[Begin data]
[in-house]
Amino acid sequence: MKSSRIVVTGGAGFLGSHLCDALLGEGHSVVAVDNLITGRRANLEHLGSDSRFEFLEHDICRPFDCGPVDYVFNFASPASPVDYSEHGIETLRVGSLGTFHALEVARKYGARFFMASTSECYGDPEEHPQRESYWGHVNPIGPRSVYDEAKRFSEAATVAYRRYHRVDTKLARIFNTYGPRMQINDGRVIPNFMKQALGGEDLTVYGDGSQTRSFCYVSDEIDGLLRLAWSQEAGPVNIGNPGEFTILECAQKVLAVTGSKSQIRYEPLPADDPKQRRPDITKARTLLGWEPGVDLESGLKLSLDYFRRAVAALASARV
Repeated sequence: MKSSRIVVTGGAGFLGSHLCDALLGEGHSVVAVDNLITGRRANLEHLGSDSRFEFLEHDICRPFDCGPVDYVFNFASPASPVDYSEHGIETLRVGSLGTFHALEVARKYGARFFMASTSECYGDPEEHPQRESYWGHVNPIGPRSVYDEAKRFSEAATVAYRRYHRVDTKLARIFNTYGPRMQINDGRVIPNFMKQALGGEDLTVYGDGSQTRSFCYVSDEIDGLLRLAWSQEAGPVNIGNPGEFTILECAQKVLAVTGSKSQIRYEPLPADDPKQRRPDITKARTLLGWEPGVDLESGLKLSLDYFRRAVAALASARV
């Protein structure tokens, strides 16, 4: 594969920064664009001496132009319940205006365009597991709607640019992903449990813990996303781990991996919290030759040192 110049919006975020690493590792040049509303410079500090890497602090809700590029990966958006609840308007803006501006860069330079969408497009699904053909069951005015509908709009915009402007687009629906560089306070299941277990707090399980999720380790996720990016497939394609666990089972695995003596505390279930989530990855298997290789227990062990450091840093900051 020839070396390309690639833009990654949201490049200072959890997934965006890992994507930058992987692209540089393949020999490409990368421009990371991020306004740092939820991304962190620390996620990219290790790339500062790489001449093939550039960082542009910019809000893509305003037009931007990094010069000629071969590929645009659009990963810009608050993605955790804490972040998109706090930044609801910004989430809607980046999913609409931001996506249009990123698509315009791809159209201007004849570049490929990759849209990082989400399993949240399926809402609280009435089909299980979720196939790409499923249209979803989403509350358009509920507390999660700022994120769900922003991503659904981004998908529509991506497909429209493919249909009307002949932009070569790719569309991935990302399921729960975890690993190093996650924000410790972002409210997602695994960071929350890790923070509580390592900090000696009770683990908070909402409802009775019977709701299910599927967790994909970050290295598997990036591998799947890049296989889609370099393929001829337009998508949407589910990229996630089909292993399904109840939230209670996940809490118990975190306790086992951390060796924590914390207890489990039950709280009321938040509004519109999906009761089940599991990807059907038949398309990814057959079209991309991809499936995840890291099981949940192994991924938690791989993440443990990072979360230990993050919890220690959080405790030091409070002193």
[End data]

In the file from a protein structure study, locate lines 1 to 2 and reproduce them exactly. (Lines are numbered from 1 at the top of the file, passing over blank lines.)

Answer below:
[in-house]
Amino acid sequence: MKSSRIVVTGGAGFLGSHLCDALLGEGHSVVAVDNLITGRRANLEHLGSDSRFEFLEHDICRPFDCGPVDYVFNFASPASPVDYSEHGIETLRVGSLGTFHALEVARKYGARFFMASTSECYGDPEEHPQRESYWGHVNPIGPRSVYDEAKRFSEAATVAYRRYHRVDTKLARIFNTYGPRMQINDGRVIPNFMKQALGGEDLTVYGDGSQTRSFCYVSDEIDGLLRLAWSQEAGPVNIGNPGEFTILECAQKVLAVTGSKSQIRYEPLPADDPKQRRPDITKARTLLGWEPGVDLESGLKLSLDYFRRAVAALASARV